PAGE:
Note that this is not a recursive subroutine call, so you will never run out of memory. Also note that there is no header, compiler, or executable overhead... it is truly a two-byte program :)

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11
  • 14
    \$\begingroup\$ Shouldn't this work on any machine with a 6502 / 6510 family processor, not just a C64? Also, what you've written is machine code. The assembly would be BNE -2 \$\endgroup\$ Oct 2 '15 at 19:54
  • 60
    \$\begingroup\$ +1 for making an actual program that is small, instead of trying to find the most obscure language that just so happens to have the least characters to represent the structure. \$\endgroup\$
    – Knetic
    Oct 2 '15 at 20:40
  • 3
    \$\begingroup\$ Steveverrill, touché, it is machine code, indeed. And yes, I thought more people would recognize the Commodore 64 than the 65xx family in general :) The VIC-20 used the 6502 and would have been able to run this. So, technically, would my 1541 floppy drive... I vaguely recall being able to reprogram the controller on that. Ah, I still miss my C64 :) \$\endgroup\$
    – James King
    Oct 3 '15 at 17:32
  • 2
    \$\begingroup\$ @Random832: Actually some of the later 6502 descendants did have an unconditional branch instruction (BRA, 0x80) - see for example this page (search for "BRA"). \$\endgroup\$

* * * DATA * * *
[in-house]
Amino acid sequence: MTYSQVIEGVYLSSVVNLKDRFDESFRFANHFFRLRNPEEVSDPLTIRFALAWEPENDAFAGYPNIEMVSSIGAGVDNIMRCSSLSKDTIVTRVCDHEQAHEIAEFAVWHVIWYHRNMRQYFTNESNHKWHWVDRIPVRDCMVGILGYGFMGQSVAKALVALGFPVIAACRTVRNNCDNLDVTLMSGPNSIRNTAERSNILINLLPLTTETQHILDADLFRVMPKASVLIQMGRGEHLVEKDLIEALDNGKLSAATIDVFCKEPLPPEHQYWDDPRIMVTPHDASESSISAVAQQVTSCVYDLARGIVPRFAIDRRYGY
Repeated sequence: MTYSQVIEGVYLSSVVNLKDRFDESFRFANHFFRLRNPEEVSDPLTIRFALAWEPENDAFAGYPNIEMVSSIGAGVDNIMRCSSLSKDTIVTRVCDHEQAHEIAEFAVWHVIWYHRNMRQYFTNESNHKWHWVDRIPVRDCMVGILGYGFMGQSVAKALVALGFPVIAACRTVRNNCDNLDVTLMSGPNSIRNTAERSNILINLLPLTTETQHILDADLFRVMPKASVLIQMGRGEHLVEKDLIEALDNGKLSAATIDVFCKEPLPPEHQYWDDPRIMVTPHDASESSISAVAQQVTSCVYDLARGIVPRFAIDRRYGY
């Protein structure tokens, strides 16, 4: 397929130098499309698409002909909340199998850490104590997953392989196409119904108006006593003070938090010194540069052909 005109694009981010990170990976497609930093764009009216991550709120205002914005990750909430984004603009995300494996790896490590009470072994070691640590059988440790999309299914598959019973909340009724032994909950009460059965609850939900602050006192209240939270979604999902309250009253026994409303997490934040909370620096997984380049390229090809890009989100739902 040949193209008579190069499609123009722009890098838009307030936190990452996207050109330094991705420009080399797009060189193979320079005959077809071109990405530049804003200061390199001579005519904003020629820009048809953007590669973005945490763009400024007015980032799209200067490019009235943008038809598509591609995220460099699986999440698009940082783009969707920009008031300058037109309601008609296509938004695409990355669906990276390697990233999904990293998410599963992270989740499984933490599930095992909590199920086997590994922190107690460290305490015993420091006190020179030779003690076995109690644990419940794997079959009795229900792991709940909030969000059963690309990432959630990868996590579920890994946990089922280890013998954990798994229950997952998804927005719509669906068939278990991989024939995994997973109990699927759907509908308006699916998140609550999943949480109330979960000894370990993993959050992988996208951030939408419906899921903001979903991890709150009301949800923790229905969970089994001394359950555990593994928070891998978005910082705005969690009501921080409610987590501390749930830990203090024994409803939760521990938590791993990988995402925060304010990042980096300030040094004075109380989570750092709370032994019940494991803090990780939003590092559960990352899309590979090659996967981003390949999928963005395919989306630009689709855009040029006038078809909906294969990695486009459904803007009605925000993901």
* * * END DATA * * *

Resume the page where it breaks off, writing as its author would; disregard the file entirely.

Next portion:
– psmears
    Oct 5 '15 at 20:15
  • 8
    \$\begingroup\$ Back in the day, a particularly nasty "trick" (imho vandalism) that customers would play on unsuspecting computer store owners was to place two bytes akin to this but for the X86, at the beginning of the bootloader, using DOS' debug. This would effectively brick the machine, and most shop staff lacked the nous to know it wasn't just a dead drive. \$\endgroup\$ Oct 11 '15 at 6:56
119
\$\begingroup\$

Brainfuck, 3 bytes

+[]

Never decrement: never end.

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6
  • 71
    \$\begingroup\$ It's funny when BF beats most other answers. \$\endgroup\$
    – Rohcana
    Oct 3 '15 at 15:24
  • \$\begingroup\$ I had to think of this when I saw the question on SE's start page. \$\endgroup\$